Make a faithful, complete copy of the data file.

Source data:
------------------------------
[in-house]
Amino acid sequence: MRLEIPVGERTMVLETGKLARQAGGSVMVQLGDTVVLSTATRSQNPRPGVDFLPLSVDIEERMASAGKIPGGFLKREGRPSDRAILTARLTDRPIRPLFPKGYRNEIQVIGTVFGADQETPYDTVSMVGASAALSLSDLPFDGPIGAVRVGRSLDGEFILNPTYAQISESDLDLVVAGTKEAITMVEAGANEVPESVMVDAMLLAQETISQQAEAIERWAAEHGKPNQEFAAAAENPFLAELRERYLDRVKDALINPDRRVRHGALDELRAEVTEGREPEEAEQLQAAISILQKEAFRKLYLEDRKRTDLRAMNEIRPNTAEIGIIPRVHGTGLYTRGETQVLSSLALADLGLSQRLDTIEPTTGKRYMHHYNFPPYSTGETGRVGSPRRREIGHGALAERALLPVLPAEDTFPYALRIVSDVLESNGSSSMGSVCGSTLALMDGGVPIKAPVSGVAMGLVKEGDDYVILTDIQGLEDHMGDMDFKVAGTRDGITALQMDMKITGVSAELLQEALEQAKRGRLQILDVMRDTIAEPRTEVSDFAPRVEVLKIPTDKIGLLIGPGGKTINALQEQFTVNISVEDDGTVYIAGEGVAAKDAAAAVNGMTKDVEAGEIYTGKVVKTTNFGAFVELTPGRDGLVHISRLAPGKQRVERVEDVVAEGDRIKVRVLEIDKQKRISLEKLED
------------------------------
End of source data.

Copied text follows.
[in-house]
Amino acid sequence: MRLEIPVGERTMVLETGKLARQAGGSVMVQLGDTVVLSTATRSQNPRPGVDFLPLSVDIEERMASAGKIPGGFLKREGRPSDRAILTARLTDRPIRPLFPKGYRNEIQVIGTVFGADQETPYDTVSMVGASAALSLSDLPFDGPIGAVRVGRSLDGEFILNPTYAQISESDLDLVVAGTKEAITMVEAGANEVPESVMVDAMLLAQETISQQAEAIERWAAEHGKPNQEFAAAAENPFLAELRERYLDRVKDALINPDRRVRHGALDELRAEVTEGREPEEAEQLQAAISILQKEAFRKLYLEDRKRTDLRAMNEIRPNTAEIGIIPRVHGTGLYTRGETQVLSSLALADLGLSQRLDTIEPTTGKRYMHHYNFPPYSTGETGRVGSPRRREIGHGALAERALLPVLPAEDTFPYALRIVSDVLESNGSSSMGSVCGSTLALMDGGVPIKAPVSGVAMGLVKEGDDYVILTDIQGLEDHMGDMDFKVAGTRDGITALQMDMKITGVSAELLQEALEQAKRGRLQILDVMRDTIAEPRTEVSDFAPRVEVLKIPTDKIGLLIGPGGKTINALQEQFTVNISVEDDGTVYIAGEGVAAKDAAAAVNGMTKDVEAGEIYTGKVVKTTNFGAFVELTPGRDGLVHISRLAPGKQRVERVEDVVAEGDRIKVRVLEIDKQKRISLEKLED